Frequent shoulder injuries
Given that field hockey is a contact sport, and that some contact injuries can be quite severe, traumatic injuries are very common. The shoulder is the second most frequently injured body part in high school and junior field hockey players (1,3). Several types of injury can occur in this region, but acromioclavicular (A/C) sprain is the most common (1,2, 5). The post-injury physical examination is crucial, as it is important to rule out fracture of the clavicle and humeral head, as well as subluxation/luxation of the shoulder, before concluding that an A/C sprain has occurred. Medical treatment, rehabilitation and recovery times differ widely for these categories of injury (3).
In the case of an A/C sprain, mobility and strength in the shoulder will be reduced, and localized palpation of the A/C will be painful. In the case of severe sprains, a deformity commonly referred to as a “piano note” may be visible. To assess the severity of the sprain, a plain X-ray is recommended (4). Rehabilitation time is based on the grade of the injury. According to the literature, a period of 2 to 4 weeks is required for mild to moderate sprains, while 6 to 8 weeks is possible for more severe sprains. However, each player is unique and recovery times can vary greatly. Finally, when surgery is indicated, which is uncommon in field hockey due to the high risk of recurrence, recovery takes 4 to 6 months (4).
Good rehabilitation is essential, as the A/C sprain will limit the field hockey player’s ability to throw and check, both when giving and receiving (2). There are ways to prevent an injury of this magnitude, such as developing good musculature in this area to absorb impact, and adopting good checking technique (3). However, it must be borne in mind that field hockey is a contact sport and that, despite all the provisions put in place, illegal hits are omnipresent at all levels, thus increasing the risk of suffering a traumatic injury(1,5).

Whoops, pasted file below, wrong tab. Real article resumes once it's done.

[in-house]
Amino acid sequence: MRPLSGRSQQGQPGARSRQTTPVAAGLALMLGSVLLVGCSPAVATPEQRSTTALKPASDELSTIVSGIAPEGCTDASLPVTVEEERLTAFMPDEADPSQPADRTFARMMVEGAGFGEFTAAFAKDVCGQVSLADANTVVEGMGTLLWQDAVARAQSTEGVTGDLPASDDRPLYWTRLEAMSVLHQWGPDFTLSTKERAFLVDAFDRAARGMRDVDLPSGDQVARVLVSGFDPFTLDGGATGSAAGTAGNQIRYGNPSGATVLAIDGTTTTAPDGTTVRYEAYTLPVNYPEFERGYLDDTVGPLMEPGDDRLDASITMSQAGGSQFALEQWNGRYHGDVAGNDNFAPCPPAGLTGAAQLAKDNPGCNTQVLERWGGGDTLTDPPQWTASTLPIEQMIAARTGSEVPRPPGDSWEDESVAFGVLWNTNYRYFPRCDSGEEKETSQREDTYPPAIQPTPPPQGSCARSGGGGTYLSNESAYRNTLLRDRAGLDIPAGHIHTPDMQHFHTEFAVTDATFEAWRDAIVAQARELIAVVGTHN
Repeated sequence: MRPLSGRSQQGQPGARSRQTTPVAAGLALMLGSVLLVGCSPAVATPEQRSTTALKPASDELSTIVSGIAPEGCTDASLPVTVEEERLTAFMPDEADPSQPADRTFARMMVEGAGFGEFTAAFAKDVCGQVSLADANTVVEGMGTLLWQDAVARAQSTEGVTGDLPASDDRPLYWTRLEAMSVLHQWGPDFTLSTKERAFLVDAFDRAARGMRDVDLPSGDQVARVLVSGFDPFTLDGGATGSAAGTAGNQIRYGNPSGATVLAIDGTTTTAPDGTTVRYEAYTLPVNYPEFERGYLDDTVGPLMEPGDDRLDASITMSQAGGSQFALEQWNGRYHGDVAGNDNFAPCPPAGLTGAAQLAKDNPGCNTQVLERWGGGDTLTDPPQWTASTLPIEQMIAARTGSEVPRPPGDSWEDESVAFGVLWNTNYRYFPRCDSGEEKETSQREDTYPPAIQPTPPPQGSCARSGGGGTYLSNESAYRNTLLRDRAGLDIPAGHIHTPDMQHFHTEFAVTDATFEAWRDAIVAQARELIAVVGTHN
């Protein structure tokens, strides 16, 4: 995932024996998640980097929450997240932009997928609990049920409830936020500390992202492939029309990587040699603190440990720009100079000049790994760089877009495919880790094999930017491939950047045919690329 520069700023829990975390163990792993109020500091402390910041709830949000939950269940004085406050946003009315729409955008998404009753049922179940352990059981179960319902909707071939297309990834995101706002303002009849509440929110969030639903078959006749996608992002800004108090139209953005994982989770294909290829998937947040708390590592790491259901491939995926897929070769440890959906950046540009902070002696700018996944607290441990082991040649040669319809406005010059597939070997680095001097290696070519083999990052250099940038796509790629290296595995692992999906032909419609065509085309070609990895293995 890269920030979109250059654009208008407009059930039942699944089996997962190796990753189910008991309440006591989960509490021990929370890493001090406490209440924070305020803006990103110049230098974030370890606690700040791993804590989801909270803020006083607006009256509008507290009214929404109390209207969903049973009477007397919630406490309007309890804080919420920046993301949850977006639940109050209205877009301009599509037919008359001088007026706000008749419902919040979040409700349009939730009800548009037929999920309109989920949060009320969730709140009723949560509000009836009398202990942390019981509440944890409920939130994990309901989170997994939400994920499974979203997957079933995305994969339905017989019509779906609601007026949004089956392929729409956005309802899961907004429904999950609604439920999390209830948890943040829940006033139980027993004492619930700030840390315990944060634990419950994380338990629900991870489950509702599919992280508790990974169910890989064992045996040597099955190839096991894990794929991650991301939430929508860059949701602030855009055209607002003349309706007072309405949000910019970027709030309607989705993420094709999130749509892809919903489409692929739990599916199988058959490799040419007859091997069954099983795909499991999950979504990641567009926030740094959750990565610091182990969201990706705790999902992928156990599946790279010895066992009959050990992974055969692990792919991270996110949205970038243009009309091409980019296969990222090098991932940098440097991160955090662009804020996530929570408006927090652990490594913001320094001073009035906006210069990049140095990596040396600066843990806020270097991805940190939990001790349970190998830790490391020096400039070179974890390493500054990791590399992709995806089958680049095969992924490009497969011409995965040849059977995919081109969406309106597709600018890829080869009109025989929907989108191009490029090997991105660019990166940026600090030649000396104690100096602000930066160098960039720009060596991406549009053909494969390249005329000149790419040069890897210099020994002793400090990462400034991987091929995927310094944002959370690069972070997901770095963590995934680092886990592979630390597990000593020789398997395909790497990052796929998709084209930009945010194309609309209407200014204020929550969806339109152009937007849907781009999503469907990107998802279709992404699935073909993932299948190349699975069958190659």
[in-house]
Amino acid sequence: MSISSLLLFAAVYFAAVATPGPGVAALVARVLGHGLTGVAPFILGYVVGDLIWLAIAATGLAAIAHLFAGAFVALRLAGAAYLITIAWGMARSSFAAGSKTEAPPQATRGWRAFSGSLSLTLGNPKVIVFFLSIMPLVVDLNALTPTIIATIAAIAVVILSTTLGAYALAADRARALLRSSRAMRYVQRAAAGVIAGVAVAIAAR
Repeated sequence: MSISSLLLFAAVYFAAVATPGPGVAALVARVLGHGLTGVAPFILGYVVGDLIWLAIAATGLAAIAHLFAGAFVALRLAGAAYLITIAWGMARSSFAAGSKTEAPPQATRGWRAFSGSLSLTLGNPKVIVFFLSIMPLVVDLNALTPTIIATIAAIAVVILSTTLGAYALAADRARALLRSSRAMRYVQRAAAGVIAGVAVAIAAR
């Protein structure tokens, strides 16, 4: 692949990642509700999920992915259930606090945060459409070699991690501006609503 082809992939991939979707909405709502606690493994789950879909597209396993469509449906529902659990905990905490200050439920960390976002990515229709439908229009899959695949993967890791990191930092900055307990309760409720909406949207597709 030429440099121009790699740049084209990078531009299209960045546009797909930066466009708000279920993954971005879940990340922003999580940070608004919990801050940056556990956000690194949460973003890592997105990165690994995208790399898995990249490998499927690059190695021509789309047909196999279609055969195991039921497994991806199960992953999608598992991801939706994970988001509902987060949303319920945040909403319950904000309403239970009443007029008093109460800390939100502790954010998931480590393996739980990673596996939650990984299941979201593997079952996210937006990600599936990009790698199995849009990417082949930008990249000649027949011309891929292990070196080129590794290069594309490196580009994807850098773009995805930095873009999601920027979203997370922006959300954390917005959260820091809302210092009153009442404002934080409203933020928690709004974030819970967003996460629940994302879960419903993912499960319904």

Written by: Jocelyn Mallet, Physiotherapist
1. Beson, Brian et al. Ice Hockey Injuries. Med Sport Sci, 2005, vol 49, pp 86-119.
2. Agel, Julie et al. Descriptive epidemiology of collegiate men’s ice hockey injuries: national collegiate athletic association injury surveillance system, 1988-1989 through 2003-2004. Journal of athletic training, 2007; 42(2) : 241-248.
3. Matic, George et al. Ice hockey injuries among United states high school athletes from 2008/2009-2012/2013. Phys Sportsmed, 2015; 43(2): 119-125.
4. LaPrade, Robert et al. Epidemiology, identification, treatment and return to play of musculoskeletal-based ice hockey injuries. Br J Sports Med, 2014; 48 :4-10.
5. Molsa, Jouko et al. Injuries to the upper extremity in ice hockey: analysis of a series of 760 injuries. The american othopaedic society for sports medicine, 2005, vol 31, no 5.
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